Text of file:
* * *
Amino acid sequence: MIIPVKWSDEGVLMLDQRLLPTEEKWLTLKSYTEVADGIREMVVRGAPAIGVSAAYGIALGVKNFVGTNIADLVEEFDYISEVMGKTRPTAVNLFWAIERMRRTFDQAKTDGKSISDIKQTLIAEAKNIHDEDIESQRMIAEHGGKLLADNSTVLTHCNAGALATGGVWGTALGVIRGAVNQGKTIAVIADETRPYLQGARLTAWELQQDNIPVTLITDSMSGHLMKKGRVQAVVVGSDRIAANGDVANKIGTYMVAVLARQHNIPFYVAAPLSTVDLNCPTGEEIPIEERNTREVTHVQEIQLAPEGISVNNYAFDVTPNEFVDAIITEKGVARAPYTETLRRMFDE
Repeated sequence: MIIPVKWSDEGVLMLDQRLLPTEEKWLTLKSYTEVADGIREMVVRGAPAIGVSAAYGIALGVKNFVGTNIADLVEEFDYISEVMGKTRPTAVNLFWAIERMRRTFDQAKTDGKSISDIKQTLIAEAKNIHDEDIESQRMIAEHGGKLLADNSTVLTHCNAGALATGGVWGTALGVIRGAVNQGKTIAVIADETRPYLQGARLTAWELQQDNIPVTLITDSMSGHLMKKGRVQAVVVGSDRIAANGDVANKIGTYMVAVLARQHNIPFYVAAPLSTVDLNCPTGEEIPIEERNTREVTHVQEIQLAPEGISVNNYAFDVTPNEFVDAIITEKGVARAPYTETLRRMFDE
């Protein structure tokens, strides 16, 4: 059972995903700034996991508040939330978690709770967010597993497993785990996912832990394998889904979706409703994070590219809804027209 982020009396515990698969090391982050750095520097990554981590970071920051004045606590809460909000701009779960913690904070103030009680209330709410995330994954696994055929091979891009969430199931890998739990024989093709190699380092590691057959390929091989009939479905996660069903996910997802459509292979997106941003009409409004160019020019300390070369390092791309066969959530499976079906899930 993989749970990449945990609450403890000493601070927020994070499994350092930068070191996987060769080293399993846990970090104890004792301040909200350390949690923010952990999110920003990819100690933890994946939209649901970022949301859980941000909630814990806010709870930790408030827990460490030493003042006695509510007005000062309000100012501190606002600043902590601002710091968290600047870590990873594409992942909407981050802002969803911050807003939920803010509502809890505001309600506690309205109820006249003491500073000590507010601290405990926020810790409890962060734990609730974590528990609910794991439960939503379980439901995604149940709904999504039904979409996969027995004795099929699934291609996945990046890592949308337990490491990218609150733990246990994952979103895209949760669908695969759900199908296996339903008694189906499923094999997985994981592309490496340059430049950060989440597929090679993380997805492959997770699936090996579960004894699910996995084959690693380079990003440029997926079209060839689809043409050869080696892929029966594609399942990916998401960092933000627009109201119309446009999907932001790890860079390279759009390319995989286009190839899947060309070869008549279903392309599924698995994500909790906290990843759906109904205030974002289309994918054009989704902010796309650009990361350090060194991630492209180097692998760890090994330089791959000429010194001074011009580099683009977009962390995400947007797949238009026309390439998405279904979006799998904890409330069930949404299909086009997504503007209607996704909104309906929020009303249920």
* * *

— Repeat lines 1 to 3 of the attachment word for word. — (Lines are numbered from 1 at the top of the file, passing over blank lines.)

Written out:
Amino acid sequence: MIIPVKWSDEGVLMLDQRLLPTEEKWLTLKSYTEVADGIREMVVRGAPAIGVSAAYGIALGVKNFVGTNIADLVEEFDYISEVMGKTRPTAVNLFWAIERMRRTFDQAKTDGKSISDIKQTLIAEAKNIHDEDIESQRMIAEHGGKLLADNSTVLTHCNAGALATGGVWGTALGVIRGAVNQGKTIAVIADETRPYLQGARLTAWELQQDNIPVTLITDSMSGHLMKKGRVQAVVVGSDRIAANGDVANKIGTYMVAVLARQHNIPFYVAAPLSTVDLNCPTGEEIPIEERNTREVTHVQEIQLAPEGISVNNYAFDVTPNEFVDAIITEKGVARAPYTETLRRMFDE
Repeated sequence: MIIPVKWSDEGVLMLDQRLLPTEEKWLTLKSYTEVADGIREMVVRGAPAIGVSAAYGIALGVKNFVGTNIADLVEEFDYISEVMGKTRPTAVNLFWAIERMRRTFDQAKTDGKSISDIKQTLIAEAKNIHDEDIESQRMIAEHGGKLLADNSTVLTHCNAGALATGGVWGTALGVIRGAVNQGKTIAVIADETRPYLQGARLTAWELQQDNIPVTLITDSMSGHLMKKGRVQAVVVGSDRIAANGDVANKIGTYMVAVLARQHNIPFYVAAPLSTVDLNCPTGEEIPIEERNTREVTHVQEIQLAPEGISVNNYAFDVTPNEFVDAIITEKGVARAPYTETLRRMFDE
């Protein structure tokens, strides 16, 4: 059972995903700034996991508040939330978690709770967010597993497993785990996912832990394998889904979706409703994070590219809804027209 982020009396515990698969090391982050750095520097990554981590970071920051004045606590809460909000701009779960913690904070103030009680209330709410995330994954696994055929091979891009969430199931890998739990024989093709190699380092590691057959390929091989009939479905996660069903996910997802459509292979997106941003009409409004160019020019300390070369390092791309066969959530499976079906899930 993989749970990449945990609450403890000493601070927020994070499994350092930068070191996987060769080293399993846990970090104890004792301040909200350390949690923010952990999110920003990819100690933890994946939209649901970022949301859980941000909630814990806010709870930790408030827990460490030493003042006695509510007005000062309000100012501190606002600043902590601002710091968290600047870590990873594409992942909407981050802002969803911050807003939920803010509502809890505001309600506690309205109820006249003491500073000590507010601290405990926020810790409890962060734990609730974590528990609910794991439960939503379980439901995604149940709904999504039904979409996969027995004795099929699934291609996945990046890592949308337990490491990218609150733990246990994952979103895209949760669908695969759900199908296996339903008694189906499923094999997985994981592309490496340059430049950060989440597929090679993380997805492959997770699936090996579960004894699910996995084959690693380079990003440029997926079209060839689809043409050869080696892929029966594609399942990916998401960092933000627009109201119309446009999907932001790890860079390279759009390319995989286009190839899947060309070869008549279903392309599924698995994500909790906290990843759906109904205030974002289309994918054009989704902010796309650009990361350090060194991630492209180097692998760890090994330089791959000429010194001074011009580099683009977009962390995400947007797949238009026309390439998405279904979006799998904890409330069930949404299909086009997504503007209607996704909104309906929020009303249920």